Flemish Apocalypse

Flemish Apocalypse f. 4r, The letters to the churches of Sardis, Philadelphia and Laodicea

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f. 4r, The letters to the churches of Sardis, Philadelphia and Laodicea

The messages to the remaining three churches are illustrated in this miniature. St John sits on a hill, with his left leg folded under him and his right leg  extended. A scroll lies on his knees and he transcribes what the dove instructs him to write. He holds an inkhorn in his left hand. His thick, blond hair is curly, and he has a nimbus of burnished gold. He has wrapped his mantle around him, the end of which floats softly in the air. The presence of Christ is suggested by the image of the Veronica in the red sky above John. Five busts of angels surround the Veronica, or Vera Icon. The angels lean with folded arms over the clouds and watch the scenes below them. They are painted tone on tone red and are only visible against the red sky because of the white highlights on their wings and hair. Their wings and even the left arm of the angel on the far right consist of small feathers. The three churches are not identified by scrolls as on f. 3r. The church in the upper left is probably the church of Sardis. Two skeletons fill the space in front of the church. The skeleton on the left holds his right hand to his breast and looks over his left shoulder back at John. The other skeleton, a stole wrapped around his body, has pulled up one knee and raises his left hand towards John. They refer to verse one: “I know thy works, and that thou hast the name of being alive. And thou art dead”.

The church in the lower left is the church of Philadelphia. Five people kneel in front of the open door. The man in the foreground facing the church wears a short, brown, high-collared doublet with pointed sleeves. The cuffs of his sleeves flare out and extend over his hands. He wears a broad belt of square, gold links around his hips. His hair is cropped high above his ears. The woman behind him is richly dressed. A white veil covers her head. Under the veil, the shape of the two small coils standing high on her forehead can be detected. This couple might well represent the patrons who commissioned this manuscript. They and their entourage could refer to verse 8 (“I know thy works. Behold, I have given before thee a door opened, which no man can shut: because thou hast a little strength and hast kept my word and hast not denied my name”) or verse 10 (“Because thou hast kept the word of my patience, I will also keep thee from the hour of temptation, which shall come upon the whole world to try them that dwell upon the earth.”). The faces of the couple, the two men behind them and the angel in the church opening are badly damaged, possibly even scratched out.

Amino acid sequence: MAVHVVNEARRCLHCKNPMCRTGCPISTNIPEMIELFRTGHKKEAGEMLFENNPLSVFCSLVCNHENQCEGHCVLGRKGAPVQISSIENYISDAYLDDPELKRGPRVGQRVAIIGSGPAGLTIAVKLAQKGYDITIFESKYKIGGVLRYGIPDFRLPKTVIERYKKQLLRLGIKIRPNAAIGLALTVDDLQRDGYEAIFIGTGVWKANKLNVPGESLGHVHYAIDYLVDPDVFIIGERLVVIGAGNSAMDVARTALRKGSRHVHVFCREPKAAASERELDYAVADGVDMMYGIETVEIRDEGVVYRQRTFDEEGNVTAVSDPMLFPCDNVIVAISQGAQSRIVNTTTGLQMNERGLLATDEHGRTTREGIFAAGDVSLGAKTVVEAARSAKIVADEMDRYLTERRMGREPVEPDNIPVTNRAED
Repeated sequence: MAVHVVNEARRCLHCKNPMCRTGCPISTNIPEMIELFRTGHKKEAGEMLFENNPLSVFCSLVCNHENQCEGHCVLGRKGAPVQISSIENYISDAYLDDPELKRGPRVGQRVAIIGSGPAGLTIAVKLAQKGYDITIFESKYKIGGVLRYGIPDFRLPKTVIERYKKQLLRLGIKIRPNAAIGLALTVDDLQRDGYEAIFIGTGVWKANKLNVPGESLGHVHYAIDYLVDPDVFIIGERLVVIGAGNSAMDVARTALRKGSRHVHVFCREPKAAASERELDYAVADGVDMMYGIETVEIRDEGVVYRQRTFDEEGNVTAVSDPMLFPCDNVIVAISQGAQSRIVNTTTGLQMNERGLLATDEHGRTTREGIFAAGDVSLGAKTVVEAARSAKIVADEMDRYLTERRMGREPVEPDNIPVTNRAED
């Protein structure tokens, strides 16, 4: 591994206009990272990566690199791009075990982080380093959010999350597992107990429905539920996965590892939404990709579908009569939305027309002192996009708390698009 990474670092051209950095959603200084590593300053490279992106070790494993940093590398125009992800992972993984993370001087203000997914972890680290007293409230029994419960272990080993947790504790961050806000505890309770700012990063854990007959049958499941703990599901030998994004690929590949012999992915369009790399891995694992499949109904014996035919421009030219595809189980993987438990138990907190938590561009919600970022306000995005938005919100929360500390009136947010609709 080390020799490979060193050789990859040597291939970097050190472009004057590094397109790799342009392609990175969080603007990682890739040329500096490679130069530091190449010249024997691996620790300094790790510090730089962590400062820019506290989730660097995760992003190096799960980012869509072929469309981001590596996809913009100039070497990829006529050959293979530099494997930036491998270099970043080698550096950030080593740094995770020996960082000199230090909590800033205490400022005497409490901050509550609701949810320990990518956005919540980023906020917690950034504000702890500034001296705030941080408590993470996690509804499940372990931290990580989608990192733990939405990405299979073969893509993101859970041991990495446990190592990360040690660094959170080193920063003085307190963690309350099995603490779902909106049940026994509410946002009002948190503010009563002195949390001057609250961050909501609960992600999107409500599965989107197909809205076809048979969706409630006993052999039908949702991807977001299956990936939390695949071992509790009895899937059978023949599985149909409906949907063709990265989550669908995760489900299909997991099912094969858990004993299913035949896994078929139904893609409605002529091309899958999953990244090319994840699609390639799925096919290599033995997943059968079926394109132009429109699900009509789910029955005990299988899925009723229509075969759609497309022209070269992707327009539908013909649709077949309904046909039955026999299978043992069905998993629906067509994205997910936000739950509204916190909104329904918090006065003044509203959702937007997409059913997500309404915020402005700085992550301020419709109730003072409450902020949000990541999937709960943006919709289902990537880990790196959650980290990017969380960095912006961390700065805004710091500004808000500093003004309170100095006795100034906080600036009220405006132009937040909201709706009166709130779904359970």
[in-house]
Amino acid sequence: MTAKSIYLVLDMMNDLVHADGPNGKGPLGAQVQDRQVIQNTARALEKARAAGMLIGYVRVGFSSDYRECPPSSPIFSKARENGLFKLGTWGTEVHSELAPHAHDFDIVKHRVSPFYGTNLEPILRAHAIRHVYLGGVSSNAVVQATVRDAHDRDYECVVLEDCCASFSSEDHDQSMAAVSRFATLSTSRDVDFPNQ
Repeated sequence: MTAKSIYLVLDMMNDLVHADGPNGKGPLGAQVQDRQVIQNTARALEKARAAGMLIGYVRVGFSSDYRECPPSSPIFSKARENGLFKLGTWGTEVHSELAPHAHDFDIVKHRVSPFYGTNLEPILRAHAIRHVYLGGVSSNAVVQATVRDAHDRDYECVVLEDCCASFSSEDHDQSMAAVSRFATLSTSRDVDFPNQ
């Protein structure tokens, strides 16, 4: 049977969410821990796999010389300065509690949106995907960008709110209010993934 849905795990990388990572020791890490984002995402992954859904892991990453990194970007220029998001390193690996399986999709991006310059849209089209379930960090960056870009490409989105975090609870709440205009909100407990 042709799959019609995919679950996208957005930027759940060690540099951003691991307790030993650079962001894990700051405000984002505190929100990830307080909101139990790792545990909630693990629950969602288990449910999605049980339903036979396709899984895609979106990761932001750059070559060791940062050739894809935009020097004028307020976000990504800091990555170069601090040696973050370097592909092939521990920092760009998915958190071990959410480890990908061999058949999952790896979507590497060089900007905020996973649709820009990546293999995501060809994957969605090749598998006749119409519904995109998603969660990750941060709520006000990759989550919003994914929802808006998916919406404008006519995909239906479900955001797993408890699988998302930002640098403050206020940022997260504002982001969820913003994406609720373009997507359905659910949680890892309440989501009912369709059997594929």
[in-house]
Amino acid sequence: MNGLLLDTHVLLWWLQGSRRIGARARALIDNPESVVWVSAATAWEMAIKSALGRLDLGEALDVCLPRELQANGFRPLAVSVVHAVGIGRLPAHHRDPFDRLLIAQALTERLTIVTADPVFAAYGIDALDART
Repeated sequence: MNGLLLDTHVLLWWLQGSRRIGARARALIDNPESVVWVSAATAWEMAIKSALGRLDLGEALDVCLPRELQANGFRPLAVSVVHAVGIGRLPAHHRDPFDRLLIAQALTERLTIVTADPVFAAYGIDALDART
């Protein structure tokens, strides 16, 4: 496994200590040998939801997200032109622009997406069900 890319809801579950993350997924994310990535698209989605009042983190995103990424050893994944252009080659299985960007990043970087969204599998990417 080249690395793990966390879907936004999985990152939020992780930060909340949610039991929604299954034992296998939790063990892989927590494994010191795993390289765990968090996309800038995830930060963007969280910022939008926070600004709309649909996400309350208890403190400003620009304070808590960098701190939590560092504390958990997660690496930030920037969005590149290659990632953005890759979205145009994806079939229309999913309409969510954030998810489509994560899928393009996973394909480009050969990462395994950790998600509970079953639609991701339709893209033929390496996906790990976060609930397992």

The church of Laodicea is symbolized in the lower right, by a group of three naked figures. The woman, standing, has her right hand raised and holds her left hand protectively in front of her abdomen. In front of her, a skinny man sits on a rock, his back turned to the spectator and his hands raised high above him. Next to him, facing the spectator, kneels a bearded, blind man with his hands joined in prayer. Like the skeleton above him in the miniature, he wears a stole. They represent verse 17: “Because thou sayest: I am rich and made wealthy and have need of nothing: and knowest not that thou art wretched and miserable and poor and blind and naked”.

The flowers and trees resemble those in the previous miniature. The trees, however, are much smaller; the ones at the feet of the naked woman are hardly bigger than the flowers.


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